We all know how hurried and busy life can be. We are consumed by our calendars and the drive to get to the next thing. As we observe the holiest week of the Christian year, I wonder what it might take to “slow our roll;” to pause long enough to let the passion of Jesus soak into our pores and touch our hearts.
Because we are busy folks, we prefer prose to poetry. (We actually prefer abbreviations to prose! LOL) Poetry takes too long to read. Digesting images, navigating the way the phrases connect and flow is time-consuming. Maybe then, poetry is precisely the means by which we can slow down our rush through this holy week to make at least a stroll, or a reflective walk.
First, from Mary Oliver comes a poem set in Gethsemane where Jesus prays and pleads with his followers to stay awake. They do not, but creation does!
Gethsemane by Mary Oliver
The grass never sleeps.
Or the roses.
Nor does the lily have a secret eye that shuts until morning.
Jesus said, wait with me. But the disciples slept.
The cricket has such splendid fringe on its feet,
and it sings, have you noticed, with its whole body,
and heaven knows if it ever sleeps.
Jesus said, wait with me. And maybe the stars did,
maybe the wind wound itself into a silver tree, and didn’t move, maybe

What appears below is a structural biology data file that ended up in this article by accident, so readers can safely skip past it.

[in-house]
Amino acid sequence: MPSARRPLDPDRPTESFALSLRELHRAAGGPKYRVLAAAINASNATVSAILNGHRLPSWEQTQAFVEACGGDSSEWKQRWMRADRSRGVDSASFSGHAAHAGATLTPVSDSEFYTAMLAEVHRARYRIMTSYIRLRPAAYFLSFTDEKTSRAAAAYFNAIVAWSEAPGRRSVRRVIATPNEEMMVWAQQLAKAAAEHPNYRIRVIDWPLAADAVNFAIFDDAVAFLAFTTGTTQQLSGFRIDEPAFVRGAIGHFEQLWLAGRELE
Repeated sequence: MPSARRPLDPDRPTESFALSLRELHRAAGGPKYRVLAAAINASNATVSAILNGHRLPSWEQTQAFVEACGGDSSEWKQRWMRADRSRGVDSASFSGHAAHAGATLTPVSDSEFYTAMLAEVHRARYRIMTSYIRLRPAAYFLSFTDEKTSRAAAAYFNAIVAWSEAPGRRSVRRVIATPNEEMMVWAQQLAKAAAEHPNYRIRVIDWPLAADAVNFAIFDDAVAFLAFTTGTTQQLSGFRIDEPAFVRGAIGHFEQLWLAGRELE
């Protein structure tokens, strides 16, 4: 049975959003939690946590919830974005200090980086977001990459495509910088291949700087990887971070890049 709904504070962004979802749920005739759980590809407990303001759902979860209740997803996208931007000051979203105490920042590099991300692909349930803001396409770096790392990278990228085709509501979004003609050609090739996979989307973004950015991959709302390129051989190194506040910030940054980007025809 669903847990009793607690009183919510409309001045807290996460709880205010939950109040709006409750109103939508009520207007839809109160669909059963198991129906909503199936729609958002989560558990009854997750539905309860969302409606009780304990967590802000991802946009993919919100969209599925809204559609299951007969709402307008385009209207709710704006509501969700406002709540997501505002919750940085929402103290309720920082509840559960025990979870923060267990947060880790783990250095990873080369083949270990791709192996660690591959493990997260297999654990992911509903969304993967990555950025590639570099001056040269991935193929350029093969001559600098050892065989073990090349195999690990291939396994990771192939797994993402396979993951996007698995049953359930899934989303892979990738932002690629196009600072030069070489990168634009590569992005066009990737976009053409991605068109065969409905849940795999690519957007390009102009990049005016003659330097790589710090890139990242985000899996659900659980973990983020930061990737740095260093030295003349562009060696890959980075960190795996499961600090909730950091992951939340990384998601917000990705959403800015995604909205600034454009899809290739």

the lake far away, where once he walked as on a
lay still and waited, wild awake.
Oh the dear bodies, slumped and eye-shut, that could not
keep that vigil, how they must have wept,
so utterly human, knowing this too
must be a part of the story.
Second, a reflection on Judas and Peter by Luci Shaw that will not allow us to escape our own image in their stories.
because we are all
silver and eating
body and blood and asking
(guilty) is it I and hearing
him say yes
it would be simple for us all
to rush out
and hang ourselves
but if we find grace
to cry and wait
after the voice of morning
has crowed in our ears
to break our hearts
he will be there
to ask us each again
do you love me?
Finally, because Easter falls on April 9th, the remembrance day for Dietrich Bonhoeffer, one of his poems, written in July 1944 reminds us of the scope of God’s love on the cross.
Christians and Pagans
People turn to God when they’re in need,
plead for help, contentment, and for bread,
for rescue from their sickness, guilt, and death.
They all do so, both Christian and pagan.
People turn to God in God’s own need,
and find God poor, degraded, without roof or bread,
see God devoured by sin, weakness, and death.
Christians stand with God to share God’s pain.
God turns to all people in their need,
nourishes body and soul with God’s own bread,
takes up the cross for Christians and pagans, both,
and in forgiving both, is slain.
May you slow your life, mind, heart, and soul to think on these things and ponder the grace of God.
Tim Olson – Lead Pastor